How Debt Collection May Change for Student Loan Borrowers

The U.S. Department of Education may sever ties with private debt collection firms.

This could be good news for federal student loan borrowers in default. Consumer advocates say some delinquent borrowers have dealt with collection agencies that haven’t been forthcoming about options that may be available to them.

Some of these third-party collection agencies, such as Performant Recovery Inc. and Windham Professionals Inc., have been accused of predatory practices.

The Department of Education’s move to drop private collection agencies is part of a larger initiative to revamp the federal student loan system. In November 2017, the Department of Education put out a press release detailing its vision to overhaul the federal student financial aid repayment system and improve the customer service experience.

[Read: What the Proposed Borrower Defense Rules Mean for Student Loans.]

The department’s blueprint, known as the Next Generation Financial Services Environment, is intended to modernize and simplify the student loan repayment process. According to the Education Department, the agency will have one website for all things related to student borrowing.

Currently, federal student loan borrowers face multiple brands and vendors during the life cycle of their student aid experience. Under the present system, borrowers are assigned to one, and sometimes more, of nine student loan servicers. Loan servicers, such as Nelnet and Navient Corp., are companies that collect payments, respond to customer service inquiries and perform other administrative tasks on behalf of the U.S. Department of Education.

Under the department’s NextGen vision, a new loan servicing platform would provide a more uniform service for repayment. Moving away from private debt collection firms is a step toward simplification to reduce borrower confusion.

[Read: How the Trump Administration May Reform Student Loan.]

Private debt collection firms have also been accused of using aggressive practices to collect student loan debt. They have been accused of not working with consumers to find a solution. Consumer protection advocates say earlier communication with at-risk borrowers may lead to fewer defaults. It’s hoped that a move toward having servicers handle collections will result in better and earlier communication with borrowers.

But there are concerns among consumer advocates that the Trump administration hasn’t done enough to police student loan servicers and protect borrowers from predatory practices.

In fact, several states are currently suing Navient regarding repayment options. These lawsuits draw heavily on complaints the Consumer Financial Protection Bureau received from borrowers and an ongoing suit brought by the CFPB against the servicer.

These lawsuits charge that Navient pushed their clients into unnecessary forbearance, instead of offering an income-driven repayment plan. But the Trump administration maintains that the states don’t have jurisdiction over federal programs.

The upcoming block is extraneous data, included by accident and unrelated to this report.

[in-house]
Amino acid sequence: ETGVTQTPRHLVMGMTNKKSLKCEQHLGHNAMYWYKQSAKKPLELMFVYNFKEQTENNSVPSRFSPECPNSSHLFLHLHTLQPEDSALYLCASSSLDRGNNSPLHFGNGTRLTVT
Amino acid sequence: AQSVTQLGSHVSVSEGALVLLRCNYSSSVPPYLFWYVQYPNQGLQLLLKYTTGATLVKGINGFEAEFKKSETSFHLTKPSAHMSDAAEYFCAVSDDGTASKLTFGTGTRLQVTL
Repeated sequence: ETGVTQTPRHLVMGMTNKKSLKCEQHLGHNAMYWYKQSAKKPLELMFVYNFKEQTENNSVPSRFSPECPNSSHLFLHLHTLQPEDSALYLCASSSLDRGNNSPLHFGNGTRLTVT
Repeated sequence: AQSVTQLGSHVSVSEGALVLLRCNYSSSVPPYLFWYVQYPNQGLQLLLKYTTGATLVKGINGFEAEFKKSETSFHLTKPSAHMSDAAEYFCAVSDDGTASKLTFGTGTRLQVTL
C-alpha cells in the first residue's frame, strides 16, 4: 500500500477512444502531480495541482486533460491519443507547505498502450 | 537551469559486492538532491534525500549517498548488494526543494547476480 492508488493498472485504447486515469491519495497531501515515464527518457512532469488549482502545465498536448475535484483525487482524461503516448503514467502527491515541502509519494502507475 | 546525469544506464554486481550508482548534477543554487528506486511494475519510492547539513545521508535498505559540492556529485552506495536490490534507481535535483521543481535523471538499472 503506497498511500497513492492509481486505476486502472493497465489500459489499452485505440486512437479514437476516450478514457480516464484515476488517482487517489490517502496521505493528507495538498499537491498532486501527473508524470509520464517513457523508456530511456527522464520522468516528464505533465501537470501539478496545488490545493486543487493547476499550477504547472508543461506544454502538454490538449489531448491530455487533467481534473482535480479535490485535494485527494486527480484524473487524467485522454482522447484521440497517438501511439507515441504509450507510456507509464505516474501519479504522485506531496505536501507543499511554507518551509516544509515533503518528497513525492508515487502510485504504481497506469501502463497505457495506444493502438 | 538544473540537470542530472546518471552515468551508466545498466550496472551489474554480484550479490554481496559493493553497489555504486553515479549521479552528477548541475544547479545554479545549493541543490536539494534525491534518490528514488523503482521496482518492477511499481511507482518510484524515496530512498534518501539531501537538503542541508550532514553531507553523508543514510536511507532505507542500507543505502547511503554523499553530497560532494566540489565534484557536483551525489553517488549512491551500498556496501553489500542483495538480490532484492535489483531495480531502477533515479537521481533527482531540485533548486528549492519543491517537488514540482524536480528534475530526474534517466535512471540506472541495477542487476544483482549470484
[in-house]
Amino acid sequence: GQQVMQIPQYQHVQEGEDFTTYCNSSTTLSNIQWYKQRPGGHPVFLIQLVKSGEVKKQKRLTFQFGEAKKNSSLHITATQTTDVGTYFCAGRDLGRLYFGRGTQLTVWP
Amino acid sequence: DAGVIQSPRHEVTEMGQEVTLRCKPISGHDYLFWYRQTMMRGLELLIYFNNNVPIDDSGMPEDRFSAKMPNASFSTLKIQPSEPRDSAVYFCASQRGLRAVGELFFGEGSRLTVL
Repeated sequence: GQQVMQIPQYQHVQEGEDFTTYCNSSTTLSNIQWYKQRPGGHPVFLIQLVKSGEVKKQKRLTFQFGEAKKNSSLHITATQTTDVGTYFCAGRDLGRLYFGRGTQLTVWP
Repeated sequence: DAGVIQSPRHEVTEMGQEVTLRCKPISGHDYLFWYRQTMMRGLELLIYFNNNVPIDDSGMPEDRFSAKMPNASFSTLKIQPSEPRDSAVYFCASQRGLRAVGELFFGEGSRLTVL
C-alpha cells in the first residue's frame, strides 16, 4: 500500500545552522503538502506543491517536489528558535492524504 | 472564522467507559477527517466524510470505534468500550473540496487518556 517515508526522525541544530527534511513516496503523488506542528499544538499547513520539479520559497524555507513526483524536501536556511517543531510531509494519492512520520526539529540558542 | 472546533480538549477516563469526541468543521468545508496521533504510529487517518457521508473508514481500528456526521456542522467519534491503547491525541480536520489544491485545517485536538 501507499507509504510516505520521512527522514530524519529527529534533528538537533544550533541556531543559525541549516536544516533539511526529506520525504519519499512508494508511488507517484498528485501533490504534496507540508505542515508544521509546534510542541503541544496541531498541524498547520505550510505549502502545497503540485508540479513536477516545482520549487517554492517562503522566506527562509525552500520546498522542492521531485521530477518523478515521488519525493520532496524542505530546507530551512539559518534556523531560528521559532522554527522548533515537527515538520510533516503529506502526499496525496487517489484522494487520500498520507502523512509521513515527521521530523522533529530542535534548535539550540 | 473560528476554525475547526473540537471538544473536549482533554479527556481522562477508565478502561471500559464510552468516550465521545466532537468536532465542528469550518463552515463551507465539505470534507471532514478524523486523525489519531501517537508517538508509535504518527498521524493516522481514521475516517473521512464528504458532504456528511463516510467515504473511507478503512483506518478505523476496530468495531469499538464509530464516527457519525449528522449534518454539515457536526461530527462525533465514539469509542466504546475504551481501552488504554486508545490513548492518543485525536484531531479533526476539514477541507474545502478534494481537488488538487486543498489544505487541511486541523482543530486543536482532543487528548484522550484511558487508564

Some legal experts say the move away from private collectors is one way to show that these lawsuits are unnecessary.

Until the change to remove private debt collectors from the system is put in place, here’s what borrowers in default need to know.

Student loan borrowers in default have rights. While borrowers in default may still have to deal with private collectors, they should know that student loan collectors are subject to the rules of the Fair Debt Collection Practices Act. The FDCPA protects consumers from harassment by collectors. For instance, a collection agency can’t threaten arrest or harm.

If contacted by a collector, the agency will discuss the debt and request payment. But there are rules about when they can contact borrowers. For instance, they can’t call before 8:00 a.m. or after 9:00 p.m. If they use a work number, borrowers can request not to be contacted at work. After that request is made, the collector must not call there again.

If a collector doesn’t have a phone number for the borrower, they can contact family, friends or neighbors in an attempt to obtain a number. But they can’t disclose the debt or that they are a collector.

The federal government is increasing its outreach to at-risk borrowers. It’s worth noting that in May, the Department of Education told a federal court about a new policy that would start significant engagement with at-risk borrowers as early as 90 days after they become delinquent on their student loans.

[Read: What to Know About Possible Bankruptcy Rule Changes for Student Debt.]

This is much earlier than the standard default mark. Student loan default happens after borrowers fail to make full payments on their student loans for 270 days or more. According to court documents: “[The Education Department] expects these enhanced outreach efforts to reduce the volume of borrowers that default, improve customer service to delinquent borrowers and lower overall delinquency levels.”

The Student Loan Ranger advises borrowers to stay informed about their loan status and reach out early for assistance. Help is also available through nonprofit student loan counselors.

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How Debt Collection May Change for Student Loan Borrowers originally appeared on usnews.com



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